Kremmling " East Grand school board hears English program’s success story
April 21, 2008
Two student groups passionate about their educational programs made presentations before the East Grand Board of Education at its Tuesday, April 15, meeting.
Making the presentations were students, parents and staff members of the school district’s English Language Learner (ELL) program as well as those involved in the Grand County Center for Excellence.
ELL director Ingrid Anderson explained that the district currently has 97 students enrolled in its English Language Learner program. She said the “biggest language groups” that currently are being dealt with are Spanish and Lithuanian native speakers.
Anderson explained her students range in their English language skills from beginner to advanced. She explained that to be “successful in the classroom, these students need to know 10,000 words.”
To demonstrate what can be accomplished with an effective ELL program, Anderson presented six native Spanish-speaking students who spoke to the board and read compositions they had written about their experiences. All of them said last school year was difficult because they lacked English skills, but after learning more of the language with the help of the ELL program, they now enjoy school and said their grades have improved greatly.
Also speaking to the board were a couple of parents of ELL students who thanked the school district for providing the program for their children.
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Later in Tuesday’s meeting, the board was presented with the District Accountability Committee’s recommendations for improving the ELL program. Among its recommendations were reallocation of staffing, providing additional staff training and funding for classroom materials, and developing annual goals for the program to measure progress.
The other student group to speak at Tuesday’s meeting represented the Grand County Center for Excellence, which is and elective social studies program for Middle Park High School.
The center’s Director Larry Norman told the board they were their to voice some complaints. The main issue of concern, he explained, was that the high school administration is apparently refusing to give academic credit for some of the students’ work with the center.
After further discussion, it became clear the main problem involved a couple of students who had just joined the center’s program this semester. Superintendent Robb Rankin explained that the problem with giving academic credit to those students is that the high school’s credit system is based on a semester program while the center’s was set up as a quarterly program. He said credit could not be given for a quarter’s work.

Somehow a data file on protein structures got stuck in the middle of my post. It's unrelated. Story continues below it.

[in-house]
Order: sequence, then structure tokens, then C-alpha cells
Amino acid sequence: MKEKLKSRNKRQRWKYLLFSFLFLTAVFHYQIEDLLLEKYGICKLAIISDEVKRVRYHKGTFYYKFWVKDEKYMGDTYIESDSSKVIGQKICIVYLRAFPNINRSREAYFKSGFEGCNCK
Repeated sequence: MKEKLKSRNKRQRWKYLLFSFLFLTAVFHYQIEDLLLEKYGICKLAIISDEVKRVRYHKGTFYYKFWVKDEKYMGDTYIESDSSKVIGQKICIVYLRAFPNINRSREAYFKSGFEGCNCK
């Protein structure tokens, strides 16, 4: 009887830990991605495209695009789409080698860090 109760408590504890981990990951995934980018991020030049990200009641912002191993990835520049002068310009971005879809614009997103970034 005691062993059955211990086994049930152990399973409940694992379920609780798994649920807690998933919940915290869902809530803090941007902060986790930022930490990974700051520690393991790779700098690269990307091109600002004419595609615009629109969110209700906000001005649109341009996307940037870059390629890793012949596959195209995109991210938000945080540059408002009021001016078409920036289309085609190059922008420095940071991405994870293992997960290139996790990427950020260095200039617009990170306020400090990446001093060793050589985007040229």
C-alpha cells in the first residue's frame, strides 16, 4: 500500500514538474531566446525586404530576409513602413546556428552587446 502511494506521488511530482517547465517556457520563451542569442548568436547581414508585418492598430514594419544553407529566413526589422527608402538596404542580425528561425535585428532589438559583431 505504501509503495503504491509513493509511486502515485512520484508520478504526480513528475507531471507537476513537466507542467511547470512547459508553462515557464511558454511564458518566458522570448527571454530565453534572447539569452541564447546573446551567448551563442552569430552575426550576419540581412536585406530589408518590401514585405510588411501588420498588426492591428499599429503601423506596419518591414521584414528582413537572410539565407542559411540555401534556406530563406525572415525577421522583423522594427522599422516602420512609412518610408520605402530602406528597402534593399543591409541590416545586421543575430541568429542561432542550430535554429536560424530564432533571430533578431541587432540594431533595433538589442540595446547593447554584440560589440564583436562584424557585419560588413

After more discussion, including pleas by parents and students, Rankin decided to set up a meeting between himself, Norman and Middle Park High Principal Dale Fleming to work out the credit problem as well as some fee issues involving the use of the high school’s Tech Lab.
Rankin specifically asked that Middle Park High senior Aaron Wood be a part of that meeting after Wood argued so articulately for the granting of credit for the center’s program at Tuesday’s meeting.
In other business Tuesday, the board approved the bill of sale of Granby Elementary’s preschool modular classroom to the town of Granby. The town wants to move the modular to Rafferty Park, where it will be used as a restroom/changing room for the park’s tennis courts and indoor soccer arena.
Rankin also updated the board about the start of construction work on additions at Middle Park High School. He admitted the front of the school had become “a construction zone,” but said it was “all well within code.”
Because of the construction work, a portion of the high school’s student parking lot has been fenced off, which resulted in several students parking illegally around the building, resulting in tickets from the Granby Police. Rankin suggested that students begin parking in the football field’s parking area to avoid further problems.